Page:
June 1, 1999
Question from Copenhagen, Denmark:
A research programme has just been launched within the Nordic countries. The programme amounts to around 13 million dollars and the focus is on diabetic complications. Novo provides the programme. Newspaper articles connected with this news say that 50 percent of all diabetics will experience complications later in life. That’s not a very good prospect for my girl aged 7 and diagnosed one year ago. We maintain her at a HbA1C in the range 6.6 – 6.9 and are quite happy with it.
My questions are:
Is the 50 percent probability correct in general?
Is it correct for our girl, with the HbA1C quoted?
Diabetes is associated with a very high morbidity otherwise there would not be such a huge effort put into managing it better. However it all depends upon what you call complications. You will be aware that the DCCT proved conclusively that good blood sugar control reduces the rate of problems with small blood vessels by 60-70%: i.e. eye, kidney and nerve damage. People with diabetes are also at higher risk than average of stroke and heart attack but again, we believe that care with diet and prompt treatment of high blood pressure ameliorates these risks.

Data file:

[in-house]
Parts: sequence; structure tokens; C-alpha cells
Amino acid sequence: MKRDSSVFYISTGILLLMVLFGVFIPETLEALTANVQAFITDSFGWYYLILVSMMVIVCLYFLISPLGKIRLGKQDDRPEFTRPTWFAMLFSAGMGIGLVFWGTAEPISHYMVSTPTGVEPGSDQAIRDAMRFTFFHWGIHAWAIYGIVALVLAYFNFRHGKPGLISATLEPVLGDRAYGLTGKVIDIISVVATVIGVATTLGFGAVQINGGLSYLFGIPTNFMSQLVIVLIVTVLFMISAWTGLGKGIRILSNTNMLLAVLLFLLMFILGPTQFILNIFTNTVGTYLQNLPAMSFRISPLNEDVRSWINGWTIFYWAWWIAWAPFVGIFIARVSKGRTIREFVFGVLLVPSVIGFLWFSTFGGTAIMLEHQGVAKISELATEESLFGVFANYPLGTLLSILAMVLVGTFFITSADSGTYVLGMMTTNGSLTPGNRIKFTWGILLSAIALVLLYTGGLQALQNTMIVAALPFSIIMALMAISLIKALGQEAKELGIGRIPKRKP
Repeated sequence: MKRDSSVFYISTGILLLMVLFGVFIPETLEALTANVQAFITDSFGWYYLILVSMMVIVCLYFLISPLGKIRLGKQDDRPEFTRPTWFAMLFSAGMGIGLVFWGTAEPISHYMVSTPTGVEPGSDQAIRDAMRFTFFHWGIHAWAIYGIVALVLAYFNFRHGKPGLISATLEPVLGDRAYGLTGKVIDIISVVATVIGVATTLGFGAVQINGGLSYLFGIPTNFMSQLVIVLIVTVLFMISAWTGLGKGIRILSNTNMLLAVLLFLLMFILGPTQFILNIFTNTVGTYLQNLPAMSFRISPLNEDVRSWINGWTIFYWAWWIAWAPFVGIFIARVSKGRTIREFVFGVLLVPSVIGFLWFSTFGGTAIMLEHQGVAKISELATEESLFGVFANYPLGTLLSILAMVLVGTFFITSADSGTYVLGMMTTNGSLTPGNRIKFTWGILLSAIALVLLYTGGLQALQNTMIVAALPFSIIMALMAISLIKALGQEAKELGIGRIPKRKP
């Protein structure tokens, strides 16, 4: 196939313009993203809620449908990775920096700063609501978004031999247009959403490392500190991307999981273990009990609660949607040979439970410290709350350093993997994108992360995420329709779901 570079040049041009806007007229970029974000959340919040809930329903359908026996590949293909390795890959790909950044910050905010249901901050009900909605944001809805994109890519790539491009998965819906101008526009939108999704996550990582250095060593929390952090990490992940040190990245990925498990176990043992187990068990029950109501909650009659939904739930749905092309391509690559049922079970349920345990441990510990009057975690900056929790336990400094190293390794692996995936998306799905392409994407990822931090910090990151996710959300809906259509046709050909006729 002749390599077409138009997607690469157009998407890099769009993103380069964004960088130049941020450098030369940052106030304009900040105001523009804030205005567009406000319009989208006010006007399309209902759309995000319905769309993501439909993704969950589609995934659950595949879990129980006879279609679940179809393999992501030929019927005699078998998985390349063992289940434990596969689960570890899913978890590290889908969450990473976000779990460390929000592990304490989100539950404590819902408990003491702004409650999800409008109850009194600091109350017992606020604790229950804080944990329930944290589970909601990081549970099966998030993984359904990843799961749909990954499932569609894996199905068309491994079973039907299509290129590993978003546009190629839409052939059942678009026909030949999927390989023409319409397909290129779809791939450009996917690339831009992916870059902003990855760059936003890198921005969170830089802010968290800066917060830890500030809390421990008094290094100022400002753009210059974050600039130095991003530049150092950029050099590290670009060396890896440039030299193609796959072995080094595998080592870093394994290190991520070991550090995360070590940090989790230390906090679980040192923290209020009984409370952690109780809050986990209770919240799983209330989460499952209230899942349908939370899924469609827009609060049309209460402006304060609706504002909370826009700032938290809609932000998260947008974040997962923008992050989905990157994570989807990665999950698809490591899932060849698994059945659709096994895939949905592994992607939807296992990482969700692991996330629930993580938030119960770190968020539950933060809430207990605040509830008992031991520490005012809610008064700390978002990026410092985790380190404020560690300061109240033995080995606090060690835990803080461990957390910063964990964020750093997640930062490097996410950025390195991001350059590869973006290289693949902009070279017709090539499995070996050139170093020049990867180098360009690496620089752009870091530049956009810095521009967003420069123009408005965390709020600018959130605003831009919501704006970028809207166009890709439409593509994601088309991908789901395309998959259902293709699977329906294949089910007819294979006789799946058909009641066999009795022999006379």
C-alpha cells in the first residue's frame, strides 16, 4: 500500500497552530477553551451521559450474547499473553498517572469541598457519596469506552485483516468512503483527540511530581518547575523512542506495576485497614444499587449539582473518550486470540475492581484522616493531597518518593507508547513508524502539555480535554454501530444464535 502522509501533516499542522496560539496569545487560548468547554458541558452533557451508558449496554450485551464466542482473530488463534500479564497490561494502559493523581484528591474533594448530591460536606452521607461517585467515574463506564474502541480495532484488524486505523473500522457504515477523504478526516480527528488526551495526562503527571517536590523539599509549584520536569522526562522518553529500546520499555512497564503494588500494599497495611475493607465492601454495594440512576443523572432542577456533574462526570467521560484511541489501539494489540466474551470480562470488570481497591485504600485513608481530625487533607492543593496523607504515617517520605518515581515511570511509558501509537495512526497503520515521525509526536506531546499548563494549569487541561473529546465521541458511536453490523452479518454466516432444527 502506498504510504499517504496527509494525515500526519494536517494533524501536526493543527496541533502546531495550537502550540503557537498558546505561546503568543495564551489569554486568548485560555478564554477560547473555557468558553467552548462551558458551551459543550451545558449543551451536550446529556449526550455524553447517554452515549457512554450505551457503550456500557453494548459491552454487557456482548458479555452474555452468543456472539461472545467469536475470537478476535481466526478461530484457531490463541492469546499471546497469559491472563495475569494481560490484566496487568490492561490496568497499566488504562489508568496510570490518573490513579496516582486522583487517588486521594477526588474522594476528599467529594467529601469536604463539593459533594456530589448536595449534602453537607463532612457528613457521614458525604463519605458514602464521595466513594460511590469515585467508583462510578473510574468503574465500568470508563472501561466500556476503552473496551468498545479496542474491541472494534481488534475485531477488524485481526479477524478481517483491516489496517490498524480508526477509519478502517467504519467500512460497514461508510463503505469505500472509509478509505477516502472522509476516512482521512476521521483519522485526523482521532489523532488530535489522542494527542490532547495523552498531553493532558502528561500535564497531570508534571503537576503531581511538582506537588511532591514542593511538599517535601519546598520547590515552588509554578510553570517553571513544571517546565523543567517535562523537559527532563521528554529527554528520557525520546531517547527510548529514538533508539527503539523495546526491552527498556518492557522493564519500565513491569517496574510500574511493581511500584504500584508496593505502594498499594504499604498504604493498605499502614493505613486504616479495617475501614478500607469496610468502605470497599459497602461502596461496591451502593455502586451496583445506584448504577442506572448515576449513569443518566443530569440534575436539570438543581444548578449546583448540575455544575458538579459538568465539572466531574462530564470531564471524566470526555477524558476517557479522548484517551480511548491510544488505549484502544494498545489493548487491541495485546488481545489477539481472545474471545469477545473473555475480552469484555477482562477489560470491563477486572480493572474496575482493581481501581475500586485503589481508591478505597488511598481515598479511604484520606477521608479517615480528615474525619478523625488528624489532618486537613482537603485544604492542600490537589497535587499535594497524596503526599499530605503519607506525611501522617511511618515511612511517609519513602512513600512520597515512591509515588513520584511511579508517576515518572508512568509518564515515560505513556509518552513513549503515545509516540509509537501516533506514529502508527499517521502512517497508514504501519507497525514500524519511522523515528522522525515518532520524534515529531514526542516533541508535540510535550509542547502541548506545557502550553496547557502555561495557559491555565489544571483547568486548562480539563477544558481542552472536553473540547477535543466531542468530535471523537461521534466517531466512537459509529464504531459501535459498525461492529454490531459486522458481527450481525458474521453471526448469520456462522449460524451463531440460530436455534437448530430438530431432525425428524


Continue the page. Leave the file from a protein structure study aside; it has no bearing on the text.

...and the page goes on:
I often tell parents of new patients that the figures in textbooks are necessarily out of date. After all, we have only had home blood sugar testing and HbA1c analysis for a relatively short time and there is plenty of evidence that these have reduced morbidity.
You are doing a great job with your daughter and if you (and she) continues to have such good control, she eats a healthy diet, takes exercise and doesn’t smoke, she has an excellent chance of a long healthy life.